Seattle homeowners may be allowed to raise up to eight chickens (the current limit is three), including roosters, under a proposal that would also allow people to sell food they've grown in their yards.
A family from the Matthews Beach neighborhood toted a rooster into the Seattle City Council chambers last month to testify in support of urban fowl.
Council members didn’t flinch. Instead, they fawned over the bird.
“Awww,” cooed Council President Richard Conlin. “Nice!”
This year is, after all, Seattle’s “Year of Urban Agriculture.” The City Council is considering in-city farming regulations this summer that would give Seattle some of the most permissive rules in the nation. In-city lots could have up to eight chickens (the current limit is three), including roosters.
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The legislation would allow people to sell food they’ve grown in their yards. It also would allow rooftop greenhouses to exceed building-height limits in commercial and industrial neighborhoods.
“Pretty much all we’ve gotten is positive response on this,” said Conlin, whose Regional Development and Sustainability Committee will vote on the legislation in late July. “We’ve got people who really are clamoring to set up urban farms.”
Seattle is one of the few cities in the country to include urban agriculture in its long-term planning, said Andy Fisher, the executive director of the Community Food Security Coalition, which is based in Portland. “I wouldn’t say that Seattle is like the No. 1 place for urban agriculture, but it is in the top tier of cities across the country.”
That’s probably because of the city’s “environmental pride. It’s a big environmental city,” he said, conceding: “The chicken thing is definitely a little trendy.”
Portland allows three chickens and no roosters. Roosters are allowed in Seattle, and the council wants to keep it that way.
The city’s Department of Planning and Development recommended outlawing roosters, but Conlin removed the provision, saying that there are already city noise regulations to handle crowing roosters, along with barking dogs and other noises. The city code allows officials to detain nuisance animals and prosecute the owners under the noise ordinance.
The council has received a few letters from people concerned about rooster noise, but almost none from people concerned about raising the cap on the number of backyard chickens.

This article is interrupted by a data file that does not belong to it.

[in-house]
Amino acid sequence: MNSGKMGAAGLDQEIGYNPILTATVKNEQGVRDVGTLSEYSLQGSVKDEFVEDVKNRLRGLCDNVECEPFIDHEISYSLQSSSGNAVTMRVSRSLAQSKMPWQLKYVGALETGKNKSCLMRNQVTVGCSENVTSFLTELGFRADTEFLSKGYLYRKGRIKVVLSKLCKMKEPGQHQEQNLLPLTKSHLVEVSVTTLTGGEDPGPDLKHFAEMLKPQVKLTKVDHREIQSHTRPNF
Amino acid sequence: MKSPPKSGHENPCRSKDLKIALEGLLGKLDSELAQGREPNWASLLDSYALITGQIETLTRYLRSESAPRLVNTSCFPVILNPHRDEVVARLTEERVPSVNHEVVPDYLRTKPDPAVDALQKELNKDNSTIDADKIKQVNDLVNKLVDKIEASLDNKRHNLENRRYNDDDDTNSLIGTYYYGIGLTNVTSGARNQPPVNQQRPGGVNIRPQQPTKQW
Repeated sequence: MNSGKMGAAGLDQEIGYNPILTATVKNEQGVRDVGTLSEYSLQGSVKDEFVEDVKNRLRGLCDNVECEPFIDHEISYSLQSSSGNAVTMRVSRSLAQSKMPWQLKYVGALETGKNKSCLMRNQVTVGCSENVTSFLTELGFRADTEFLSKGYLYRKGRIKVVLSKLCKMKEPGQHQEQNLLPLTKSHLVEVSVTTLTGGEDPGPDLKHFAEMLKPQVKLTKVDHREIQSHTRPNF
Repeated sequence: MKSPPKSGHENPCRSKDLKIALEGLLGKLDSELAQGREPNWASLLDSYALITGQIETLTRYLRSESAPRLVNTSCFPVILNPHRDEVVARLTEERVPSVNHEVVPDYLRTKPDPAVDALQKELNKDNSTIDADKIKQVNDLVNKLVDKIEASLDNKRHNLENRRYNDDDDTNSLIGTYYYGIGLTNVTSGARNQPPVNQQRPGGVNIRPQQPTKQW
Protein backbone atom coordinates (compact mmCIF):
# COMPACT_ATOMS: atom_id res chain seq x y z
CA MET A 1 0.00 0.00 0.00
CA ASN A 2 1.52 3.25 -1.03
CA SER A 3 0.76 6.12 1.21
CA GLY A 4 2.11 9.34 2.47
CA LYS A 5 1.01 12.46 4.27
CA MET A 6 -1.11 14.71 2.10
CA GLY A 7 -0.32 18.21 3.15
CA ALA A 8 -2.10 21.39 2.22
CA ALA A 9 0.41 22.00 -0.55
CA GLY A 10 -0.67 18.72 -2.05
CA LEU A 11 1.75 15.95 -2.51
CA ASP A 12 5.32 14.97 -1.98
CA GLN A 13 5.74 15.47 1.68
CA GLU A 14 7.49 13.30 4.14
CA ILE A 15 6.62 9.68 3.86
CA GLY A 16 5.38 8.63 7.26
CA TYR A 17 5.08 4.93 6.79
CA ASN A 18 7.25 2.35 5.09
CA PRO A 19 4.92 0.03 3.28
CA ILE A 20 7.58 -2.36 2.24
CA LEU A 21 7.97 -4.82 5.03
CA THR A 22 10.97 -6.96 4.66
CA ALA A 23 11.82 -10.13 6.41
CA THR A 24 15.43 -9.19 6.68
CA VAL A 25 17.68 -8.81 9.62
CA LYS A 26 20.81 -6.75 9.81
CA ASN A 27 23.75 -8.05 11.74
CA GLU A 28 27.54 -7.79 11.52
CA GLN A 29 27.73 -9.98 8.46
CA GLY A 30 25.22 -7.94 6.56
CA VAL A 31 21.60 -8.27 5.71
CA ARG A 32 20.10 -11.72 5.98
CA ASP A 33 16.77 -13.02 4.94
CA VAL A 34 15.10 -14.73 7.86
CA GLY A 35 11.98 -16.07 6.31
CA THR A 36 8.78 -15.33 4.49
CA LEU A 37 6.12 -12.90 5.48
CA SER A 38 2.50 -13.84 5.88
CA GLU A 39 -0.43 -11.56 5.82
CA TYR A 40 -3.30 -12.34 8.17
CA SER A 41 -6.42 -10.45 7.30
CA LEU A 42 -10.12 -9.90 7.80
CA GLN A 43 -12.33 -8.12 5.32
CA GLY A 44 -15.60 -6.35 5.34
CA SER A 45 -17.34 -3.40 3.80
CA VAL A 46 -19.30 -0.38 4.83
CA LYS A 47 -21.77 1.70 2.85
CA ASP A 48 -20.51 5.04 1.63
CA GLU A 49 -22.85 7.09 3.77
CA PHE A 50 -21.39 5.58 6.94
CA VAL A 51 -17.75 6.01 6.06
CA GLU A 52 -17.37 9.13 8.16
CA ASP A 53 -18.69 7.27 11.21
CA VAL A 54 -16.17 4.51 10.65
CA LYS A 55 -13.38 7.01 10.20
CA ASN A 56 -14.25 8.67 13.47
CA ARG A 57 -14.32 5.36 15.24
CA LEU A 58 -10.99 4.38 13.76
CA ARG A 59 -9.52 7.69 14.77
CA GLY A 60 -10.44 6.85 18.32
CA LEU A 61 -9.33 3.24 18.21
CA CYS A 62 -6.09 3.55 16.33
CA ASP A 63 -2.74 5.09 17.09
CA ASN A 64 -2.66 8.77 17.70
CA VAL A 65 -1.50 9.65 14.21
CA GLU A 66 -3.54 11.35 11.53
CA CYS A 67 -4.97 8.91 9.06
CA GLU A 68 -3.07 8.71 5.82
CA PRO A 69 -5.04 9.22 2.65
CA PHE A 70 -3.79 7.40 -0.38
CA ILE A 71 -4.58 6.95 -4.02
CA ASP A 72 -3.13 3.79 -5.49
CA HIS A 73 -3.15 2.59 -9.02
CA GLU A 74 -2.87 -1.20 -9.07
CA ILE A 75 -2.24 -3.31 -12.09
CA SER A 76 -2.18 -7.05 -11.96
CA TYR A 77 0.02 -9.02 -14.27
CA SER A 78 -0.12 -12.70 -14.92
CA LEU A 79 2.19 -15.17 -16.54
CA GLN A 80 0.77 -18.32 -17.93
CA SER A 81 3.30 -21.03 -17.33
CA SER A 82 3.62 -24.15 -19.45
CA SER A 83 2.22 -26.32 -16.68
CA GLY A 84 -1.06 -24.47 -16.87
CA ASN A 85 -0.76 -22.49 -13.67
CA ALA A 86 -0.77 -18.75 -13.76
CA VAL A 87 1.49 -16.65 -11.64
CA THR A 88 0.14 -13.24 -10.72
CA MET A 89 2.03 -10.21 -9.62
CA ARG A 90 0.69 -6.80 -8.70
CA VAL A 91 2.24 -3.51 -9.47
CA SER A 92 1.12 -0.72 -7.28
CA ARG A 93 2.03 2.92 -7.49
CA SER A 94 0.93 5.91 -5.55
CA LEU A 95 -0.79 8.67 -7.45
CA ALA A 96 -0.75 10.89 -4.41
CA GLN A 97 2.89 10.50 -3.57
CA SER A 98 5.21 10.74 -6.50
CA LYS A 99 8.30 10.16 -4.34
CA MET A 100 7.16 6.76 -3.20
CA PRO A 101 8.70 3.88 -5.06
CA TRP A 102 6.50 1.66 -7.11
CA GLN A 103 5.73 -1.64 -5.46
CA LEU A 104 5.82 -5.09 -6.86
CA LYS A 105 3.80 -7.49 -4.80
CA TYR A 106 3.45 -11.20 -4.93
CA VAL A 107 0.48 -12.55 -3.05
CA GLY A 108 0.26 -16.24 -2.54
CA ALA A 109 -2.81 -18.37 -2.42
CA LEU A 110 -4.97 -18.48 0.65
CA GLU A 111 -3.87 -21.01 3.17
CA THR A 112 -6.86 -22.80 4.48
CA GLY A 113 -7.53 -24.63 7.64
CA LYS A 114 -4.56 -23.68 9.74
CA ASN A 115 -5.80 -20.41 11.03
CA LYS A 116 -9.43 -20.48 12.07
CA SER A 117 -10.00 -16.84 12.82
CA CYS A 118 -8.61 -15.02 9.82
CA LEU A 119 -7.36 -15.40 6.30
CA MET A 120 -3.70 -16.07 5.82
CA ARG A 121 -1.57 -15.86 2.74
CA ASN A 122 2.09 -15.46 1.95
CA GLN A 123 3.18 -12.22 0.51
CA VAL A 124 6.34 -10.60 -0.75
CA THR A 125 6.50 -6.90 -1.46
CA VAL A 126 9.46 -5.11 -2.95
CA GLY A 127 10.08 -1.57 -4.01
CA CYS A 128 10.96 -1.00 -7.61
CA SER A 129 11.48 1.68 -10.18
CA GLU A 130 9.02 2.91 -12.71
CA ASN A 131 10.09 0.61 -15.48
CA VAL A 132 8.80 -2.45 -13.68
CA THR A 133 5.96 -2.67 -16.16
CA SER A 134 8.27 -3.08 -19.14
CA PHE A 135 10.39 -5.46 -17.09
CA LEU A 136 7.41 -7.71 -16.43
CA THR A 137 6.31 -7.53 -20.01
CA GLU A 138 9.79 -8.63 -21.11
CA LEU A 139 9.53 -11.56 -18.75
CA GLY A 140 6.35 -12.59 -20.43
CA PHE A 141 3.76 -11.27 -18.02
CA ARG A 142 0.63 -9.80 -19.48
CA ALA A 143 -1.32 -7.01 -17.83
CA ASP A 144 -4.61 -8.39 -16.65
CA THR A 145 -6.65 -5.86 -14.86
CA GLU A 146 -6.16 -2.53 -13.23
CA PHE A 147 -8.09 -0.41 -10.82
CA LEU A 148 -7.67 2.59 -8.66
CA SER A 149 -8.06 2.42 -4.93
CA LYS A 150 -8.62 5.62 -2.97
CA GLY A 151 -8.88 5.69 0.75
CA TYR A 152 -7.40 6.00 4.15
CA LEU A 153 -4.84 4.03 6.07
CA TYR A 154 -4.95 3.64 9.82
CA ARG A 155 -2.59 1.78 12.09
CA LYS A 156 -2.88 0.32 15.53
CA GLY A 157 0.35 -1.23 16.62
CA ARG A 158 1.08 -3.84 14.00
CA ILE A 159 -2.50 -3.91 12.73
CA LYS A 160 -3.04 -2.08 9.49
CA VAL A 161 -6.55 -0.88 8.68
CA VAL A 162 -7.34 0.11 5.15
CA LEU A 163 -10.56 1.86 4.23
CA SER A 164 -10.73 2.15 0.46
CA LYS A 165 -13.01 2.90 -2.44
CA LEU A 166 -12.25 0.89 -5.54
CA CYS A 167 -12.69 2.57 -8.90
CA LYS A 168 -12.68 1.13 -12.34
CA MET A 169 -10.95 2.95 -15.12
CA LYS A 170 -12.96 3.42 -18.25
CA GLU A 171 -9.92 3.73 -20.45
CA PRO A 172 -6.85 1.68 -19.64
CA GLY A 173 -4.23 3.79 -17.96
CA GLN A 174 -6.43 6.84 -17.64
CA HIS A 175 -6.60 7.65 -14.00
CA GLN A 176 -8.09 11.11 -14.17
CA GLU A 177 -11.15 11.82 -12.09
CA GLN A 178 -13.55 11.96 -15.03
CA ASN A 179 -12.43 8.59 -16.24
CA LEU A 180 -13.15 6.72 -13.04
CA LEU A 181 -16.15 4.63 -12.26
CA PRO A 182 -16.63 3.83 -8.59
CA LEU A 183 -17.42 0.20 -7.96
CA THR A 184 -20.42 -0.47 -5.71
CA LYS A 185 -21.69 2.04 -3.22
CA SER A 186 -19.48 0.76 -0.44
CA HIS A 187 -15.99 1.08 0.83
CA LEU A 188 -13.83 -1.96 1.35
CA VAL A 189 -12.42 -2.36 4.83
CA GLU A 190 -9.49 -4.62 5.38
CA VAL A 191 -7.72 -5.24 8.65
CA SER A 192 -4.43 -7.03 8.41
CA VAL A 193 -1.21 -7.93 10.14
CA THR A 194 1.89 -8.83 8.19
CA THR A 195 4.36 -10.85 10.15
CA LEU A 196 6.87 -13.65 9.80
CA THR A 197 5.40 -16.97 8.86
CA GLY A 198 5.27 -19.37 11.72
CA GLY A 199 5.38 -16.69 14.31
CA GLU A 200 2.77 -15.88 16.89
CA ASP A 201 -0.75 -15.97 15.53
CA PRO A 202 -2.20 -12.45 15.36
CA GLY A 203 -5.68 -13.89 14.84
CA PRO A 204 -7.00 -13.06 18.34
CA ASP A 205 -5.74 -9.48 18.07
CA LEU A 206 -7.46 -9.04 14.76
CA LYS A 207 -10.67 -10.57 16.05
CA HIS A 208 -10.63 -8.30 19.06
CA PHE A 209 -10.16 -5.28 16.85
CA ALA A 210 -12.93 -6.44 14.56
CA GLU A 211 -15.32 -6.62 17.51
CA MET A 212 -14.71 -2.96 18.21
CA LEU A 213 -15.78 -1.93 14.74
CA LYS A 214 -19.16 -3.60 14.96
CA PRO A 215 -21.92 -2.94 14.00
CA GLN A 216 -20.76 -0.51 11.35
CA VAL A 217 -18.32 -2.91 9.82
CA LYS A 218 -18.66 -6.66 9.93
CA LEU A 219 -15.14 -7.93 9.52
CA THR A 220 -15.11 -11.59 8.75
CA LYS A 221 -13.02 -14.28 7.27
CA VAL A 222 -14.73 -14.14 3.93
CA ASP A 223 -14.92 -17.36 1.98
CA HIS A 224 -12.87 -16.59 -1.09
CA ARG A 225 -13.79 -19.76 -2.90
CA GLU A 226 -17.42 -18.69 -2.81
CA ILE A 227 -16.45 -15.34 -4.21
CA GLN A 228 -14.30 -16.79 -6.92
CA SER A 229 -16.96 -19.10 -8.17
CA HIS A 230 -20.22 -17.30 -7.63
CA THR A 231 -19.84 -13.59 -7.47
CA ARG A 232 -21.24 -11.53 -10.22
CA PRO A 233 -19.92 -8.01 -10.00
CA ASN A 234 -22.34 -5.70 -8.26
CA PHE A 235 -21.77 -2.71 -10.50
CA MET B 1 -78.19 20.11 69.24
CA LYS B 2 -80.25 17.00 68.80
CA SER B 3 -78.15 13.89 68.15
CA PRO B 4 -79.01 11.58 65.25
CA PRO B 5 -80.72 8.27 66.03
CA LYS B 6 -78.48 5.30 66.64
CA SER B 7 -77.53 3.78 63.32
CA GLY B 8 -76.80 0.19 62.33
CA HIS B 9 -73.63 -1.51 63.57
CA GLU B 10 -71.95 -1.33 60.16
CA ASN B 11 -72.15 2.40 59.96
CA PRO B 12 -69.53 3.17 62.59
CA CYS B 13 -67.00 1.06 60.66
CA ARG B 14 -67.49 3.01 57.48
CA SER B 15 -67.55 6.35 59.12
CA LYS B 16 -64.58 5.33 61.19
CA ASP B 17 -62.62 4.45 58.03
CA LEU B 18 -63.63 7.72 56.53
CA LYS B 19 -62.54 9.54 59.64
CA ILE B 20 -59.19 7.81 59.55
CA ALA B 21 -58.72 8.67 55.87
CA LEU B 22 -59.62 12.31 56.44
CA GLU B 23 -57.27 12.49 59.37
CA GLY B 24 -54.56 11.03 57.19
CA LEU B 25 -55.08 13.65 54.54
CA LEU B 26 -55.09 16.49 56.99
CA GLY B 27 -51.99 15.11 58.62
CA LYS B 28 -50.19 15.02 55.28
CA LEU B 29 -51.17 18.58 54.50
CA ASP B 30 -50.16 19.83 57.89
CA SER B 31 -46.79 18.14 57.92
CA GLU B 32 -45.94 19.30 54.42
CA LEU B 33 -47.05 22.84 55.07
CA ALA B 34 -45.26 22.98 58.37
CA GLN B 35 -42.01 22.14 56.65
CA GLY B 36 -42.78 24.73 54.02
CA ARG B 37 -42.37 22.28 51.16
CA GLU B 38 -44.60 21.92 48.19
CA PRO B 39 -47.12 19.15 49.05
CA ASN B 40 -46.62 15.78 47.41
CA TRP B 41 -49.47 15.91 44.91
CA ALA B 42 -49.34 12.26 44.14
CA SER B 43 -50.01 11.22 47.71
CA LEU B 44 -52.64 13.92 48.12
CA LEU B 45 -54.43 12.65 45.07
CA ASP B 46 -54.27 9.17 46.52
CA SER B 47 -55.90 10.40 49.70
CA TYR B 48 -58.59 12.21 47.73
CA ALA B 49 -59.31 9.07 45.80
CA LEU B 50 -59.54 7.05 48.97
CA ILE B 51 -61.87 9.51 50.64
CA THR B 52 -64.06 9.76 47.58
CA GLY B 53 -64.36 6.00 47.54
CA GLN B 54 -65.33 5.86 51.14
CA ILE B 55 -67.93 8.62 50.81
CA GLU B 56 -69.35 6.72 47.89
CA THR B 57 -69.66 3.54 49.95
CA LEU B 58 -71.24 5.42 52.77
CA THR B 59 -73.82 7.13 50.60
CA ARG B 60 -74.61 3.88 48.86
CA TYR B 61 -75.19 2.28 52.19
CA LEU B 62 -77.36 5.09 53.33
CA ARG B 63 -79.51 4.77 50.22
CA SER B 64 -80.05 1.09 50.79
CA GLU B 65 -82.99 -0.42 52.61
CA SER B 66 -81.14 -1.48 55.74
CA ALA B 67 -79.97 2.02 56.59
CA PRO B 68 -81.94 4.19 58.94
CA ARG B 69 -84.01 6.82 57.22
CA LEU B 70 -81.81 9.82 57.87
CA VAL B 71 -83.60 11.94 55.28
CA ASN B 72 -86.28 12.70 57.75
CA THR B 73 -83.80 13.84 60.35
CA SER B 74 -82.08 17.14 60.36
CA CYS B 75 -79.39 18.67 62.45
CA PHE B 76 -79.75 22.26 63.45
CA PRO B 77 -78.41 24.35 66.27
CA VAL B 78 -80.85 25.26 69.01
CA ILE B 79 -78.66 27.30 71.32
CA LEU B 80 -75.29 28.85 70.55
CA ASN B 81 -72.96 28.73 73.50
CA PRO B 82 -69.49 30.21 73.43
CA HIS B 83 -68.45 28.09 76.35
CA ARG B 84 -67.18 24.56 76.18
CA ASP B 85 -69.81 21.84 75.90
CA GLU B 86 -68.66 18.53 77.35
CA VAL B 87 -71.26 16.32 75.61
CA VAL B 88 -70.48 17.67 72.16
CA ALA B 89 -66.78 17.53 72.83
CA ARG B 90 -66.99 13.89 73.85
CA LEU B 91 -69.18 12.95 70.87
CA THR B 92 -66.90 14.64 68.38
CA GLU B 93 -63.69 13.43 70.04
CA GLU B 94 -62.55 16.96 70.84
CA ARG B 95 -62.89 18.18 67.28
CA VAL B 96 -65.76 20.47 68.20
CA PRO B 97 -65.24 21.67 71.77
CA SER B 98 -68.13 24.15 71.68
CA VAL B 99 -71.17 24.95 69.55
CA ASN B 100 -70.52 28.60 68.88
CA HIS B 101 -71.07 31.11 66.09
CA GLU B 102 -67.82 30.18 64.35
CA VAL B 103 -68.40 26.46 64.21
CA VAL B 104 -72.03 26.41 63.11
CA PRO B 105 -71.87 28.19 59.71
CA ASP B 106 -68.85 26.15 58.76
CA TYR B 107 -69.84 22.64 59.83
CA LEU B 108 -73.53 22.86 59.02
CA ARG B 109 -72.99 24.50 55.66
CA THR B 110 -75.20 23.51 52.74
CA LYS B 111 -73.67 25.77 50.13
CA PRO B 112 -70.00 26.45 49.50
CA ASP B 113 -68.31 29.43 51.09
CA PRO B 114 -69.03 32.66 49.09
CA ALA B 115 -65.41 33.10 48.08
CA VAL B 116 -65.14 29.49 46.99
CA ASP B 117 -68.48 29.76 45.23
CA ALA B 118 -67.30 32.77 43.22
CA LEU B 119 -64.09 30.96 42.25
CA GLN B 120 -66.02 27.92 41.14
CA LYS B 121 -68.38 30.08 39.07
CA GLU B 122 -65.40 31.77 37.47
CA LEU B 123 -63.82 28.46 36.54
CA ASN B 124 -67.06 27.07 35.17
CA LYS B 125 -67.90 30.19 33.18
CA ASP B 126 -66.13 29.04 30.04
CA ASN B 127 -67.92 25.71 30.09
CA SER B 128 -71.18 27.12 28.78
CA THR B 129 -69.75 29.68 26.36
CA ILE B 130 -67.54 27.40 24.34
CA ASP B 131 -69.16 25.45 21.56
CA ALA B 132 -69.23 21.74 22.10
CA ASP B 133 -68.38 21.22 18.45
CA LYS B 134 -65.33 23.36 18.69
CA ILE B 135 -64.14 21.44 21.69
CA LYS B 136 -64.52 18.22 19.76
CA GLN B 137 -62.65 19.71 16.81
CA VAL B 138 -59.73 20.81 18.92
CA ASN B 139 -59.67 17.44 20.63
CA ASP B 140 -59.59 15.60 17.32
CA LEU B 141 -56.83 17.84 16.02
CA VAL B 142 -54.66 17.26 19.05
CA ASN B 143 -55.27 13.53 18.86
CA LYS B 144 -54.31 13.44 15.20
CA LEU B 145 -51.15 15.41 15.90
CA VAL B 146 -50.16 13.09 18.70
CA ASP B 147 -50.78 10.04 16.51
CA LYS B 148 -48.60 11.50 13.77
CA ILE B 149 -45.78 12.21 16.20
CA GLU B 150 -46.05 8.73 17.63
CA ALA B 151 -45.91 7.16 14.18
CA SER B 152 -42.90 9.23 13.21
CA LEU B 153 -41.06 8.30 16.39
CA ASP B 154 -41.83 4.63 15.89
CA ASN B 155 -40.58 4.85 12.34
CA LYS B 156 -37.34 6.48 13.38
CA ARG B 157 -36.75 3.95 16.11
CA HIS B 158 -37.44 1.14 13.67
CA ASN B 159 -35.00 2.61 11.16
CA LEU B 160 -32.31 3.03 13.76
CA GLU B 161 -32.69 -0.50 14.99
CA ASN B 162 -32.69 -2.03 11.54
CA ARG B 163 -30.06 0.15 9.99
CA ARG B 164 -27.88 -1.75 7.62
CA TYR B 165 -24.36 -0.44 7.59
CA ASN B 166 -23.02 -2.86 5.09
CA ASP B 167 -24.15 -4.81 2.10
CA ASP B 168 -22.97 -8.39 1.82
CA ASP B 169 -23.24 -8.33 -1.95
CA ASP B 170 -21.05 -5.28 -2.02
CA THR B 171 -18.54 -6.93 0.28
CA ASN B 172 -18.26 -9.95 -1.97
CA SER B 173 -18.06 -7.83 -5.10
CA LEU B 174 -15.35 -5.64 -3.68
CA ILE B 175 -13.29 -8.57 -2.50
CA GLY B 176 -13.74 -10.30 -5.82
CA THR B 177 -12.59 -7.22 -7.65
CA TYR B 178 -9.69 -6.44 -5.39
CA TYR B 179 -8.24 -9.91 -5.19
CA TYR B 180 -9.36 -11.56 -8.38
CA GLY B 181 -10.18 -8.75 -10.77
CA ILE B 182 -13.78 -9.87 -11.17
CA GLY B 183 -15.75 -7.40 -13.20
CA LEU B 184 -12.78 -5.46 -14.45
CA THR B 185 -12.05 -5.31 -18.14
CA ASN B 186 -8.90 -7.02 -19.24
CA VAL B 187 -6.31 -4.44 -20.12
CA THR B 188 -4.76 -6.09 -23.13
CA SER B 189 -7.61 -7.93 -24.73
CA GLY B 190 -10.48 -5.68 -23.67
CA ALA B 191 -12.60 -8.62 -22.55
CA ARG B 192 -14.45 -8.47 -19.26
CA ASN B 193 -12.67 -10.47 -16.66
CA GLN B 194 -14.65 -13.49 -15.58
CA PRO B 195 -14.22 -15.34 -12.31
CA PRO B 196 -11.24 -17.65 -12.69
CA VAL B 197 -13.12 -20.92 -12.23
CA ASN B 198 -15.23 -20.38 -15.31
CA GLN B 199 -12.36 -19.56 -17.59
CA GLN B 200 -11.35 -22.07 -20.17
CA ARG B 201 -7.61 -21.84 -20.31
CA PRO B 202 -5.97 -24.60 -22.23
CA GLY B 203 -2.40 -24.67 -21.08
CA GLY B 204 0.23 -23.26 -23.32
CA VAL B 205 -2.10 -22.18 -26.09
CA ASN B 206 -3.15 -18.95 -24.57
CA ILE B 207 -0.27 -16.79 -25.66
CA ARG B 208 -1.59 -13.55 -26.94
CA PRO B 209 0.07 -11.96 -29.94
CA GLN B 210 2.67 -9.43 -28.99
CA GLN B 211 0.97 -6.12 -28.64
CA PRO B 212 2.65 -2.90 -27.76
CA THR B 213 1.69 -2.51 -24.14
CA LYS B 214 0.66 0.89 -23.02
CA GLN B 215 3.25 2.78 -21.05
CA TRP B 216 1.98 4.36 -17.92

Jason Weeber said residents shouldn’t have to be subjected to clucking and crowing.
“People who want hens always have the option to move to the country,” he wrote. “What options do city residents have to escape farm noise?”
The new legislation also allows urban farms of up to 4,000 square feet in residential zones and with no size limits in commercial zones. In industrial zones, urban farms would be allowed on rooftops, beside buildings, almost anywhere on the lot.
In addition, the legislation allows rooftop greenhouses in certain zones to extend 15 feet beyond normal height limits.
On list-servs and urban-agriculture websites, and in testimony before the City Council, residents say they’re ready for more chickens. Small flocks have become commonplace in some neighborhoods.
“I’m part of the urban-farm movement, I would say,” said Nancy Merrill, of Wallingford, who has named her chickens Colliape, Sparky Rascal and Red Ellen. She keeps them in a coop she calls the Yellow Submarine, and the neighborhood kids bring by bugs and worms to feed the flock. “It feels like maybe a farm-ette. I like the routine of it.”
Merrill said there are chickens on every block in Wallingford. “It’s a change from lawns and ‘House Beautiful,’ ” she said. Still, when her neighbor’s house was for sale, she said she made sure her chickens were visible to potential buyers.
No one made a peep.
“Most people say they love to hear the sound of chickens.”
Emily Heffter: 206-464-8246 or email@example.com